Interview with the sociologist Armin Nassehi
The token politics of "Heimat"

What is meant by "Heimat"? "A place where you can be without having to justify yourself for being there," says the sociologist Armin Nassehi in interview with Klaus Kramer and explains in the process the absurdity of the homeland ministry concept

Why is there so much focus on the term "Heimat" in Germany at the moment?

Armin Nassehi: For several years now, we have been witnessing what could be called the rise of identity politics. That is, the question of where people feel they belong, the question of how you describe your own culture, the question – of course triggered by the refugee crisis – of what is actually German. The question of who belongs to Germany and who doesn't. All that can be subsumed under the term "Heimat", which is why the term is once again back in fashion.

German author Max Frisch deemed the German term "Heimat" as untranslatable. Meanwhile, there has been so much discussion around the term that it's hard to identify a clear definition. Would you currently dare to define "Heimat"?

Nassehi: Chances are that "Heimat" is wherever you can be without having to justify yourself for being there. I think that could serve as an abstract definition of the term. But at the same time, that approach seems to be too simplistic. It's also the word's usage that provides huge scope for all kinds of associations.

By the way, "Heimat" was originally a judicial term. It denoted the place where you were born, or your official address. The word then came to be highly romanticised, giving a lot of room for all kinds of interpretation, including "Heimatlosigkeitsgefuhl", a metaphysical term denoting the feeling of being lost in nowhere – another untranslatable idea that seems to be limited to the German language. But as a sociologist, I would say that "Heimat" denotes a place where you don't need to legitimise yourself, due to the fact you're there.

It is, of course, quite vague. It could be the place where you've always lived. But it also includes people who once came from elsewhere, but who nevertheless can rightfully claim that they belong there without anyone arguing with them about it. In other words, claiming your "Heimat" also means that others recognise your right to it.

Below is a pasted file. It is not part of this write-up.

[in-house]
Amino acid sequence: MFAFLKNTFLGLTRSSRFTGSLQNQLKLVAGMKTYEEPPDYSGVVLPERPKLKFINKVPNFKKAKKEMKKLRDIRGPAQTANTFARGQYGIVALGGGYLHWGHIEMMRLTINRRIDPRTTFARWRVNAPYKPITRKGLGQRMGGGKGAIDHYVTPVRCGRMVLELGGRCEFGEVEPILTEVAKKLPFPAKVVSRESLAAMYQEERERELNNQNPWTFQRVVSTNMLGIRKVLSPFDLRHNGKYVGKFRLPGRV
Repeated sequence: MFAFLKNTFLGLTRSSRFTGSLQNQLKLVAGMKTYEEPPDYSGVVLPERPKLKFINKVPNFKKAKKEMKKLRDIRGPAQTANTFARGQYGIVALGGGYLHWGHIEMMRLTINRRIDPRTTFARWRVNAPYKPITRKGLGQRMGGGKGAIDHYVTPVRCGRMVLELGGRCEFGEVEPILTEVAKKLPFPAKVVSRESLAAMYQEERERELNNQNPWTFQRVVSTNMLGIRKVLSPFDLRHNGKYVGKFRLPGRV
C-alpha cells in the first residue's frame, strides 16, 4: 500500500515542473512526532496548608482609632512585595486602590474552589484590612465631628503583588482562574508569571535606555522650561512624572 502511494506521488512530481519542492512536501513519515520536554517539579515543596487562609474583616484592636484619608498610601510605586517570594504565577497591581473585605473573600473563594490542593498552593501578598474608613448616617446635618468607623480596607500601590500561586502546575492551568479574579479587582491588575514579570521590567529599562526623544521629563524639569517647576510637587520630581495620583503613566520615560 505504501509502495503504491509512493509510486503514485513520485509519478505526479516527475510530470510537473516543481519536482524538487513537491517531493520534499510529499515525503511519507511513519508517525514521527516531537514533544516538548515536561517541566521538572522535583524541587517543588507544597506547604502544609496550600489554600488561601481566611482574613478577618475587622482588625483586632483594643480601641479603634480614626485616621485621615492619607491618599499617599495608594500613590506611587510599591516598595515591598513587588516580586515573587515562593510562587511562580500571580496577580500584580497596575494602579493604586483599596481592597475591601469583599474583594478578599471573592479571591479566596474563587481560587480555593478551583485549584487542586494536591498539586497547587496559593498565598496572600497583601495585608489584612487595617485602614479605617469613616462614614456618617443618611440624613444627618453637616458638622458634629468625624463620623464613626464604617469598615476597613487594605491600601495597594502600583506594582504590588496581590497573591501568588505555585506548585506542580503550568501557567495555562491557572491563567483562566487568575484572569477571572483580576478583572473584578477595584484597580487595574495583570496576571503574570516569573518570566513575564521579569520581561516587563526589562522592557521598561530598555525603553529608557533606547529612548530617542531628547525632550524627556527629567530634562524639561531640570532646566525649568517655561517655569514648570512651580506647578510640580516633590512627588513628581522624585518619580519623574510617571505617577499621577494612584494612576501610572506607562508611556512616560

German-Swiss border at Weil am Rhein (photo: dpa/picture-alliance)
The German term "Heimat", or "homeland" as it's very roughly translated into English, became a hotly debated topic in 2015 when hundreds of thousands of refugees fled to Germany. Despite its Nazi-era connotations, citizens discussed the idea of "Heimat" at kitchen tables and in pubs, in the media and in politics, asking whether the word stood for xenophobia, or for integration and tolerance. And could Islam find a place in a German "Heimatland"? Indeed, as a consequence of this debate around cultural identity, three Heimat ministries have been created in Germany at the state and federal level

You grew up in Tubingen, Munich, Landshut, Munster and Gelsenkirchen and in Tehran, in Iran. What is "Heimat" for you personally?

Nassehi: I was afraid of that question. For me, it's very difficult to feel connected to a particular location. It's probably the two cities where I have spent most of my life, namely Munich and Munster. But it's very hard to say. To me, it's more something that has to do with the way things smell, with sounds, with music.

I remember certain kinds of music that played a role in my family and that I still listen to today. That's when I feel "Heimat".

What are the consequences of losing one's "Heimat?"

Nassehi: Very often, it results in an idealisation of the former "Heimat" that one had to leave behind. Many people find that – having spent even just a brief period in the U.S. or in Asia – that their sense of being Europeans or Germans intensifies. It is the distance and the experience of being in a foreign country that leads to produces such feelings. In this regard, the "Heimat" concept is a consequence of modernisation and mobility.

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